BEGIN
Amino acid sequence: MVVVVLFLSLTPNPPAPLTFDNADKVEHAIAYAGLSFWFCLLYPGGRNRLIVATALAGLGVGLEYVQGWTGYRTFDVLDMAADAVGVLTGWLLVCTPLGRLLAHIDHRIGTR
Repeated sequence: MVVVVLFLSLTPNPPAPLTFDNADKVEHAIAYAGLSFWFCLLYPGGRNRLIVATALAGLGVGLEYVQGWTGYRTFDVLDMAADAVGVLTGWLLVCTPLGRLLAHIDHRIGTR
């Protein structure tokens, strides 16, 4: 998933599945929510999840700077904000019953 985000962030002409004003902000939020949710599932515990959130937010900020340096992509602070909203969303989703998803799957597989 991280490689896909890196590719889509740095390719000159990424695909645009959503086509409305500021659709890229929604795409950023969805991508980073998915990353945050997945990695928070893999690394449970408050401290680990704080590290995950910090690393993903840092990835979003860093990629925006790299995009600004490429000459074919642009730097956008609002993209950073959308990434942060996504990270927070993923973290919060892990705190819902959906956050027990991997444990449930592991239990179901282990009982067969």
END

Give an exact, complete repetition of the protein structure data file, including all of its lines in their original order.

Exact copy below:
Amino acid sequence: MVVVVLFLSLTPNPPAPLTFDNADKVEHAIAYAGLSFWFCLLYPGGRNRLIVATALAGLGVGLEYVQGWTGYRTFDVLDMAADAVGVLTGWLLVCTPLGRLLAHIDHRIGTR
Repeated sequence: MVVVVLFLSLTPNPPAPLTFDNADKVEHAIAYAGLSFWFCLLYPGGRNRLIVATALAGLGVGLEYVQGWTGYRTFDVLDMAADAVGVLTGWLLVCTPLGRLLAHIDHRIGTR
């Protein structure tokens, strides 16, 4: 998933599945929510999840700077904000019953 985000962030002409004003902000939020949710599932515990959130937010900020340096992509602070909203969303989703998803799957597989 991280490689896909890196590719889509740095390719000159990424695909645009959503086509409305500021659709890229929604795409950023969805991508980073998915990353945050997945990695928070893999690394449970408050401290680990704080590290995950910090690393993903840092990835979003860093990629925006790299995009600004490429000459074919642009730097956008609002993209950073959308990434942060996504990270927070993923973290919060892990705190819902959906956050027990991997444990449930592991239990179901282990009982067969």